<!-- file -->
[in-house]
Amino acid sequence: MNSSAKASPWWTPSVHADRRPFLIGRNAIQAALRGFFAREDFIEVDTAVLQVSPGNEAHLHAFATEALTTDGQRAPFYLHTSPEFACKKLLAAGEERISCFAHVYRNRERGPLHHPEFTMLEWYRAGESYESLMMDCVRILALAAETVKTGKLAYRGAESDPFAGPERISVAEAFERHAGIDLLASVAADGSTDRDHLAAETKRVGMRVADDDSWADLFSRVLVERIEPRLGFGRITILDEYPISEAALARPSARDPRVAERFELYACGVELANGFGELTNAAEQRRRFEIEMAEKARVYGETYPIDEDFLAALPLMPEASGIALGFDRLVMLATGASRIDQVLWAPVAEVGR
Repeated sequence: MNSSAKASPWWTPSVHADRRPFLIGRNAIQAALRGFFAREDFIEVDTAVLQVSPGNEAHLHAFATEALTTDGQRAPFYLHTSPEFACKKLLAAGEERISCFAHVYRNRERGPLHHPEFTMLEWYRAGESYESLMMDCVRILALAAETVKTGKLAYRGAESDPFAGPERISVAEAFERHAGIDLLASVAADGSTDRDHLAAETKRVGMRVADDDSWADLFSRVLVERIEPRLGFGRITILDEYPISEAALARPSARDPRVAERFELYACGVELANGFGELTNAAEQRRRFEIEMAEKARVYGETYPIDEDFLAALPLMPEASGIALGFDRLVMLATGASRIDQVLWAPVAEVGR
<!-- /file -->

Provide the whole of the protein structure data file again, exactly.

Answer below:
[in-house]
Amino acid sequence: MNSSAKASPWWTPSVHADRRPFLIGRNAIQAALRGFFAREDFIEVDTAVLQVSPGNEAHLHAFATEALTTDGQRAPFYLHTSPEFACKKLLAAGEERISCFAHVYRNRERGPLHHPEFTMLEWYRAGESYESLMMDCVRILALAAETVKTGKLAYRGAESDPFAGPERISVAEAFERHAGIDLLASVAADGSTDRDHLAAETKRVGMRVADDDSWADLFSRVLVERIEPRLGFGRITILDEYPISEAALARPSARDPRVAERFELYACGVELANGFGELTNAAEQRRRFEIEMAEKARVYGETYPIDEDFLAALPLMPEASGIALGFDRLVMLATGASRIDQVLWAPVAEVGR
Repeated sequence: MNSSAKASPWWTPSVHADRRPFLIGRNAIQAALRGFFAREDFIEVDTAVLQVSPGNEAHLHAFATEALTTDGQRAPFYLHTSPEFACKKLLAAGEERISCFAHVYRNRERGPLHHPEFTMLEWYRAGESYESLMMDCVRILALAAETVKTGKLAYRGAESDPFAGPERISVAEAFERHAGIDLLASVAADGSTDRDHLAAETKRVGMRVADDDSWADLFSRVLVERIEPRLGFGRITILDEYPISEAALARPSARDPRVAERFELYACGVELANGFGELTNAAEQRRRFEIEMAEKARVYGETYPIDEDFLAALPLMPEASGIALGFDRLVMLATGASRIDQVLWAPVAEVGR